Grammar Lesson – Plurals

This week seemed to be the week for grammar questions! I try to share the small little things with our readers, especially when a customer stumps me on a grammar question we all feel we should know, but in fact the rule has just slipped our mind. I thought I’d share some grammar tips on […]

This week seemed to be the week for grammar questions! I try to share the small little things with our readers, especially when a customer stumps me on a grammar question we all feel we should know, but in fact the rule has just slipped our mind. I thought I’d share some grammar tips on the use of plurals, as for most of us the days of 4th grade English class are long over…(thank you WikiHow for your tips):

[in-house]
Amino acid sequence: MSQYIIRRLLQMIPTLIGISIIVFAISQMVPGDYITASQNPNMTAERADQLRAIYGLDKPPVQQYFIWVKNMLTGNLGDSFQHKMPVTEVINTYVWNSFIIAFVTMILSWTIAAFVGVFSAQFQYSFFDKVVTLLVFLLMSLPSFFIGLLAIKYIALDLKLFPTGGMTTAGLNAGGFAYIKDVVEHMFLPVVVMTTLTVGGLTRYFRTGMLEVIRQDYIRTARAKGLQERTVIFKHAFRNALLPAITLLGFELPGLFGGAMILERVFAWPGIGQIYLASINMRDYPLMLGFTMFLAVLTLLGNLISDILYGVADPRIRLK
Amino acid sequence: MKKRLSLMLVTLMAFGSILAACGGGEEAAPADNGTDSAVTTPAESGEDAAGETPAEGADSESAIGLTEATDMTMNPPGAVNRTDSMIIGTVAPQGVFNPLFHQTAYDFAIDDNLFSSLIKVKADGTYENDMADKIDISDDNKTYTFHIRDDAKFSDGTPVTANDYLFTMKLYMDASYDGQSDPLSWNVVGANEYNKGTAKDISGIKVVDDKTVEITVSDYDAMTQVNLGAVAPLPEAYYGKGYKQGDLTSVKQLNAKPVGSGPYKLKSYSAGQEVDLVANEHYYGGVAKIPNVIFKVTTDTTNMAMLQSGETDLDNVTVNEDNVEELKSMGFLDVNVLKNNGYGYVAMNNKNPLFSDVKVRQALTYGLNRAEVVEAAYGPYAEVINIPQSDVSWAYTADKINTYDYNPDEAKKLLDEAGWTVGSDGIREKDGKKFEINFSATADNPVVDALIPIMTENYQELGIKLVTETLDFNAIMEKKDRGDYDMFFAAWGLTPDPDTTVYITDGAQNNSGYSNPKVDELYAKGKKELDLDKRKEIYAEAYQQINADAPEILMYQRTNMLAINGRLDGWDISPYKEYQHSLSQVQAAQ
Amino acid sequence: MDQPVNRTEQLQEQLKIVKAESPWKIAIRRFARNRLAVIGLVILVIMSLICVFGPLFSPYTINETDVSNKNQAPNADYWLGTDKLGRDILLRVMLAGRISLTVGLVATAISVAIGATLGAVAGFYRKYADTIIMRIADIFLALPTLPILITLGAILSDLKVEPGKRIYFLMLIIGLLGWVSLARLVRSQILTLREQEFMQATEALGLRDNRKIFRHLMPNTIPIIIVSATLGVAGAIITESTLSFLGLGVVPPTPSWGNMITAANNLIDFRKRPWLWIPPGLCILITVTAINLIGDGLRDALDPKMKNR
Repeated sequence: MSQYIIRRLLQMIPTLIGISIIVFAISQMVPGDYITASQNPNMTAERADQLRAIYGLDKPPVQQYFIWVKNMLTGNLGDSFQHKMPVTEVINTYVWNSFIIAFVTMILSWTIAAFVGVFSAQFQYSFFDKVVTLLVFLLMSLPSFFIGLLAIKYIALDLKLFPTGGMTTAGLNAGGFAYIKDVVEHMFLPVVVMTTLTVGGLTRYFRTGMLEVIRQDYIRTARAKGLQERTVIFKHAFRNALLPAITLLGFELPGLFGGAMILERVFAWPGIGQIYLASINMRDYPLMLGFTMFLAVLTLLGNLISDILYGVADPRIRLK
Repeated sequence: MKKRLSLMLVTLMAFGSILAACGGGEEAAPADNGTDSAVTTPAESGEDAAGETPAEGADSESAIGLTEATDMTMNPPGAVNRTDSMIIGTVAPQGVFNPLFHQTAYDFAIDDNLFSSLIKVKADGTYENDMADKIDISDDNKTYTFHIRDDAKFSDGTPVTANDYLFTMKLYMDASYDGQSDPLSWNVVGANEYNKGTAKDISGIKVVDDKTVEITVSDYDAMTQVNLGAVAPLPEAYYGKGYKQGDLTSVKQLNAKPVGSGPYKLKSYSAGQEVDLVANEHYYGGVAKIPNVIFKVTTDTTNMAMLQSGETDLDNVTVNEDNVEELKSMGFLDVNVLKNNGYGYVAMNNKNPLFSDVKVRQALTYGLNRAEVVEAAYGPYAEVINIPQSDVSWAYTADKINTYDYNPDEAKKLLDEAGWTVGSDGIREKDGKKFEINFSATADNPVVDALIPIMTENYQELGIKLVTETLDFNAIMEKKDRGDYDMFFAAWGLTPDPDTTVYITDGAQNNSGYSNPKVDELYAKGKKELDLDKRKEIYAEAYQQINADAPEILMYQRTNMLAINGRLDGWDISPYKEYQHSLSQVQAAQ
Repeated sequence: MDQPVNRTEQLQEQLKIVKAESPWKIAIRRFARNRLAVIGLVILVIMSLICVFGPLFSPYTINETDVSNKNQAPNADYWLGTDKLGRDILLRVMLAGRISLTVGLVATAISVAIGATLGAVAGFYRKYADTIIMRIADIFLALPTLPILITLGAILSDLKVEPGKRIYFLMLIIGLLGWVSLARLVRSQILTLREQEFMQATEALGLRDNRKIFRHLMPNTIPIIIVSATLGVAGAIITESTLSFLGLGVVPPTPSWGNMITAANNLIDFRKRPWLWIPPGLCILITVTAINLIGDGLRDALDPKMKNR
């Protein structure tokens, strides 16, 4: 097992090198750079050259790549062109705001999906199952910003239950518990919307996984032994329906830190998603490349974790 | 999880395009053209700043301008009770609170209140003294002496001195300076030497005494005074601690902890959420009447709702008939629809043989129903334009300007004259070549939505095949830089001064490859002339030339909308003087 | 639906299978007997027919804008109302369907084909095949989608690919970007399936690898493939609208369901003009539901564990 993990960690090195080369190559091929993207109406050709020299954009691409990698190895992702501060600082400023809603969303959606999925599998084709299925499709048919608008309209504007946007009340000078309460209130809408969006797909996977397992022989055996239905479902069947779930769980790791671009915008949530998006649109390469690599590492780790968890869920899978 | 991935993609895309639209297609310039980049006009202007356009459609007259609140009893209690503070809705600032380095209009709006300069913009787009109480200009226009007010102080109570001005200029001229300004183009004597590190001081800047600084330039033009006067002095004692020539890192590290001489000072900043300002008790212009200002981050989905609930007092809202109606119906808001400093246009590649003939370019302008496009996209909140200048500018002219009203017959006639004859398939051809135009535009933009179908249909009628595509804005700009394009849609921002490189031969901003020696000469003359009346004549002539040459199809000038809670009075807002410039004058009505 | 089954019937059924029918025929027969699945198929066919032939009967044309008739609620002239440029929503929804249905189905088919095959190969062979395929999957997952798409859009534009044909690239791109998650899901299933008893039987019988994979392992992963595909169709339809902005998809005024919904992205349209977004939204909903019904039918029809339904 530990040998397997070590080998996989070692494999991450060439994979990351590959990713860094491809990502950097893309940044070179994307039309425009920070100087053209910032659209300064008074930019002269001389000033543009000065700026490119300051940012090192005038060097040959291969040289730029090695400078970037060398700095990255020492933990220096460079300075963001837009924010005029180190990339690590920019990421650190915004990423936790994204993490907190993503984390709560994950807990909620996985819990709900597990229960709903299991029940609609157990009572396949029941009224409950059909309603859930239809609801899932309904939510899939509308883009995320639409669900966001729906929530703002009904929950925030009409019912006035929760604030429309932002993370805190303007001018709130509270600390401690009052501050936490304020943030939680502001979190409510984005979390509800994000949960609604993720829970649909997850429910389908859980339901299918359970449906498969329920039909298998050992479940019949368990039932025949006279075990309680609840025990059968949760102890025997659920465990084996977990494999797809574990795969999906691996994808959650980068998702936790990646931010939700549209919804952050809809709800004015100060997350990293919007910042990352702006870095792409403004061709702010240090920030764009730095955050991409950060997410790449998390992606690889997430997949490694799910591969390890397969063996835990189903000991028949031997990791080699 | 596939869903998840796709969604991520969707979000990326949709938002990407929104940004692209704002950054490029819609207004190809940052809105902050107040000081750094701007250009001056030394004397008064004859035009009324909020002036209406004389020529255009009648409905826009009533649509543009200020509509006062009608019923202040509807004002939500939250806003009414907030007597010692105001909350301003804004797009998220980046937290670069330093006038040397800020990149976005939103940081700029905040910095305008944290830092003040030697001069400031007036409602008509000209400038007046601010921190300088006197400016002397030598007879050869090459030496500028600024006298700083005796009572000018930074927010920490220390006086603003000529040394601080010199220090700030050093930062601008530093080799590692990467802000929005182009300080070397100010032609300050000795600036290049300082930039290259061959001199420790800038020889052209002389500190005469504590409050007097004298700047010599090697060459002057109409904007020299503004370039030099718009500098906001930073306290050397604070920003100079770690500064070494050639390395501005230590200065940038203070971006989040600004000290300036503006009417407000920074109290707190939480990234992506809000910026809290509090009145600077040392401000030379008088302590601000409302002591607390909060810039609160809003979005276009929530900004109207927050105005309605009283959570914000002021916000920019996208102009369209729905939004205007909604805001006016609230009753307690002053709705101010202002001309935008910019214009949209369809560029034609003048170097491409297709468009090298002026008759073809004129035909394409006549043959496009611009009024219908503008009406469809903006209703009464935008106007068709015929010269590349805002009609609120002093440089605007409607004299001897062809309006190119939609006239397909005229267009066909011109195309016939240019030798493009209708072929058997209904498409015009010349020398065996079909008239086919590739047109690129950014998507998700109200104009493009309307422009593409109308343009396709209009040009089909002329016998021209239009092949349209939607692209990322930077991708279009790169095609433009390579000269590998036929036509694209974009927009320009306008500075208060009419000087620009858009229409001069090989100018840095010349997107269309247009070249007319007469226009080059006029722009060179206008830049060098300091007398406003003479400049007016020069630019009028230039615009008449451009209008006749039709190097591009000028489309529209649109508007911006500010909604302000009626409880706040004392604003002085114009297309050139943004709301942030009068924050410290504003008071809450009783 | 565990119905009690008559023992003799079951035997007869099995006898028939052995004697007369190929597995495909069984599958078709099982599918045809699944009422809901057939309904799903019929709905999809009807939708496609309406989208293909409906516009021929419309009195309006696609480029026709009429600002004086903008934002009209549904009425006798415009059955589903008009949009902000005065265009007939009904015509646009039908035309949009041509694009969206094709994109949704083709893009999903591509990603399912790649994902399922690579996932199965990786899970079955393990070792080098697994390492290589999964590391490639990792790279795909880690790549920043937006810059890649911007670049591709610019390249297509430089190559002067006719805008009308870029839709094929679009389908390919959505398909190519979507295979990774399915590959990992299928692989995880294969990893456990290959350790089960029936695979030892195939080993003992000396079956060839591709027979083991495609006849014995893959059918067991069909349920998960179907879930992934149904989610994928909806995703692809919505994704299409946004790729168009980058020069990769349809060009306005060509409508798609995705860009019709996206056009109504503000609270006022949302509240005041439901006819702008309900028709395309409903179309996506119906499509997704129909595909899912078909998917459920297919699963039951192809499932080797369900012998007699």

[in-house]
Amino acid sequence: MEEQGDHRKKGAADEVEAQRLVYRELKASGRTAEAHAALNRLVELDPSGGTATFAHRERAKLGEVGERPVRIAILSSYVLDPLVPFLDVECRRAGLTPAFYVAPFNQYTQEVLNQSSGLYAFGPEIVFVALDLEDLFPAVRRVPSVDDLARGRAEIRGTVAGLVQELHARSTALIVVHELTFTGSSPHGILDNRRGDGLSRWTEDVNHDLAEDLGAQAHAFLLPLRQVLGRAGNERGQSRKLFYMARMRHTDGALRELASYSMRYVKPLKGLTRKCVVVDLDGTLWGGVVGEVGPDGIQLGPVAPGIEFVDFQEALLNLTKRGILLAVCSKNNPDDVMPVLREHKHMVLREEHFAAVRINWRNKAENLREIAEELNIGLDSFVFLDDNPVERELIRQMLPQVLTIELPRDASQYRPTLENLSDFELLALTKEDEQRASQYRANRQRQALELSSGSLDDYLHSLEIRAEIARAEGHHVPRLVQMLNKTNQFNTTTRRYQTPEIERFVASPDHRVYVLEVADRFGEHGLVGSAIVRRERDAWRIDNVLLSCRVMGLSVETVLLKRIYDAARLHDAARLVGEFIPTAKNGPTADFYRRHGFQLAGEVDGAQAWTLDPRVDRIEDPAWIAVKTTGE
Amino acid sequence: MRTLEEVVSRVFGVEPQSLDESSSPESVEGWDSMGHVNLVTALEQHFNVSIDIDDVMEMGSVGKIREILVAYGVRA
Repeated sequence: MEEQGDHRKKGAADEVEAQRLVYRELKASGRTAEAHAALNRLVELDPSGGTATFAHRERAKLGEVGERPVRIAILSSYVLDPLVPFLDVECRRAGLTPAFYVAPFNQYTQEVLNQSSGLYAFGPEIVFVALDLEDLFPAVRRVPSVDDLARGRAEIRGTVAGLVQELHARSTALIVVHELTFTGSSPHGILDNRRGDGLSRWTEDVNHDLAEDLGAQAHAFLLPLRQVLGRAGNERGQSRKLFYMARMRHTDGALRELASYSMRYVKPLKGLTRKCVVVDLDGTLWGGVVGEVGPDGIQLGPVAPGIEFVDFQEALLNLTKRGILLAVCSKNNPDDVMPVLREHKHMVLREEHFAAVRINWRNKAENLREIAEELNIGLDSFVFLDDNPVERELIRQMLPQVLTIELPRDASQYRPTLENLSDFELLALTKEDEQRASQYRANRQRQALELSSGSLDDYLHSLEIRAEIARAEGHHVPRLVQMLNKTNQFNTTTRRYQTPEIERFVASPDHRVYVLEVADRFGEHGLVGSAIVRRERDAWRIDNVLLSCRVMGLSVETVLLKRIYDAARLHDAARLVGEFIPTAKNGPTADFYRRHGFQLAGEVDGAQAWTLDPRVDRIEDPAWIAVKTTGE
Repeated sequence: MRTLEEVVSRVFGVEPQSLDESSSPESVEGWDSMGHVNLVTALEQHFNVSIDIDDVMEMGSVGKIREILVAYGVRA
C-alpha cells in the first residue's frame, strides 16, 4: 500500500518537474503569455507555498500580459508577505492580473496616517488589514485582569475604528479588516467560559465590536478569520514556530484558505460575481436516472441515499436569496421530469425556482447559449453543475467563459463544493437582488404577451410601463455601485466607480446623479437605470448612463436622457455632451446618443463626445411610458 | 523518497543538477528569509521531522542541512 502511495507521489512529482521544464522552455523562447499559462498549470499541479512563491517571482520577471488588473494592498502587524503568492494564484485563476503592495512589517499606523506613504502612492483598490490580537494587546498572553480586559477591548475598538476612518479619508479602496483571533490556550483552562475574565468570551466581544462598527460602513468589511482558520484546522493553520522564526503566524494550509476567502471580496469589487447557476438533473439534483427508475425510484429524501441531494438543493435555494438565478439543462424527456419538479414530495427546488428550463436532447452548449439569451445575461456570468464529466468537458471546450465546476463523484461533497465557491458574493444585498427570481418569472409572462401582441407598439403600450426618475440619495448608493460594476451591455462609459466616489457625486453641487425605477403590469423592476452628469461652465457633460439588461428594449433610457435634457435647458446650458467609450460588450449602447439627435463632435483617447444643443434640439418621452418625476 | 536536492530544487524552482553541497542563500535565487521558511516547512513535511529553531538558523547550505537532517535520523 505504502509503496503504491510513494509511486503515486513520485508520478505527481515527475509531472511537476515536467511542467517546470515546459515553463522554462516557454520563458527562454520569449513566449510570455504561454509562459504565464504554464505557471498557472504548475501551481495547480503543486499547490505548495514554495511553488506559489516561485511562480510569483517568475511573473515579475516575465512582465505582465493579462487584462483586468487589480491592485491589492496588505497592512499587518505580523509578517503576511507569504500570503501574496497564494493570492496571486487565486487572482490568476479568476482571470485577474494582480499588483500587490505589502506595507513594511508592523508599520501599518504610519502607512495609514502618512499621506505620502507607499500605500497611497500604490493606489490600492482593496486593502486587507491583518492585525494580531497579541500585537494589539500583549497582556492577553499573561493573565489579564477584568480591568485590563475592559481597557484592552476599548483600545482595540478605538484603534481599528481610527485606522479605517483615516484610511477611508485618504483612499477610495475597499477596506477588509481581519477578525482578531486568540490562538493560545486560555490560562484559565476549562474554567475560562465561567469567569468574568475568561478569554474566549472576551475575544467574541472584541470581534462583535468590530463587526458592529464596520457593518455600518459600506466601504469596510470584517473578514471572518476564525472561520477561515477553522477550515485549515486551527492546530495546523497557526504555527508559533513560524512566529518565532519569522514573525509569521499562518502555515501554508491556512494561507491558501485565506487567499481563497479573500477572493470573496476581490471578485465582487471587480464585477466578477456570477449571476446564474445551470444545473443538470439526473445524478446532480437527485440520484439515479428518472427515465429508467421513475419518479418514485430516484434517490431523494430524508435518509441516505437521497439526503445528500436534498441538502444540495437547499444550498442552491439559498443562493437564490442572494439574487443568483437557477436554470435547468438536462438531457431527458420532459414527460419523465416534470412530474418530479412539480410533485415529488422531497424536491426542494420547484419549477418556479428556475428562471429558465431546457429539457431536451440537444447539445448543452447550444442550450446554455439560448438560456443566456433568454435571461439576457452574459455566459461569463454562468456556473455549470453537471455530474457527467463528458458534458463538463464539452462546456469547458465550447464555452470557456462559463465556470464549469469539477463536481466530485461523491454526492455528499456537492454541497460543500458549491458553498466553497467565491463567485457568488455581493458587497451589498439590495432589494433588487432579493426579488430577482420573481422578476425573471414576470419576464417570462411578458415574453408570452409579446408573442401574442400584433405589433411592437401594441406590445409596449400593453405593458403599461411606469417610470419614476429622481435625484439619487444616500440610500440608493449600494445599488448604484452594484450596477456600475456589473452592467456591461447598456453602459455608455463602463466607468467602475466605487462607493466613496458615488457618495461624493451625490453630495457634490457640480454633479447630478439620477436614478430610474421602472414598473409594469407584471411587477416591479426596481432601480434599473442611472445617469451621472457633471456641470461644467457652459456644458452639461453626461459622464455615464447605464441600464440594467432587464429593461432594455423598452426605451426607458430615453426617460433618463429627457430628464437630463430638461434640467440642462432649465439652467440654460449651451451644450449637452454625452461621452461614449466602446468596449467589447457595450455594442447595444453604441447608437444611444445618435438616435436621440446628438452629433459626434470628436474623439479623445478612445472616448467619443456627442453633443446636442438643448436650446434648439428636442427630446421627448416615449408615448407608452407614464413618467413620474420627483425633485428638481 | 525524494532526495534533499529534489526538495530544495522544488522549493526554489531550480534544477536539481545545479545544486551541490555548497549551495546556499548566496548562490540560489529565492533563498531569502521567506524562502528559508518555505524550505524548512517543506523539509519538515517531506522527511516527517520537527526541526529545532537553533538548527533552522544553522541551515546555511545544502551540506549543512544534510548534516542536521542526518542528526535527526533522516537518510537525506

-An apostrophe should not be insinuate a plural
When trying to make a word plural (more than one), an apostrophe is not necessary. For example, the plural form of dog is dogs. The plural form of block is blocks. Not dog’s or block’s. The apostrophe actually makes the word show ownership rather than indicating more than one.
This also tends to happen in words that end in vowels like orange or hippo. The plural form should still be oranges or hippos. Not orange’s or hippo’s.

-An apostrophe that indicates possession
An apostrophe should go before the “s” when using singular possession. For example, ‘Amy has a dog’ to “Amy’s dog” or “In the back shelf of the refrigerator” to “The refrigerator’s back shelf”. If the singular word ends in an “s” you can use an apostrophe “s” or “s” apostrophe. For example “The Adams” to “The Adams’ house” or “The Adams’s house”.
If plural, the apostrophe should go after the word. For example with the word “cooks”. The plural version of this would be cooks’.

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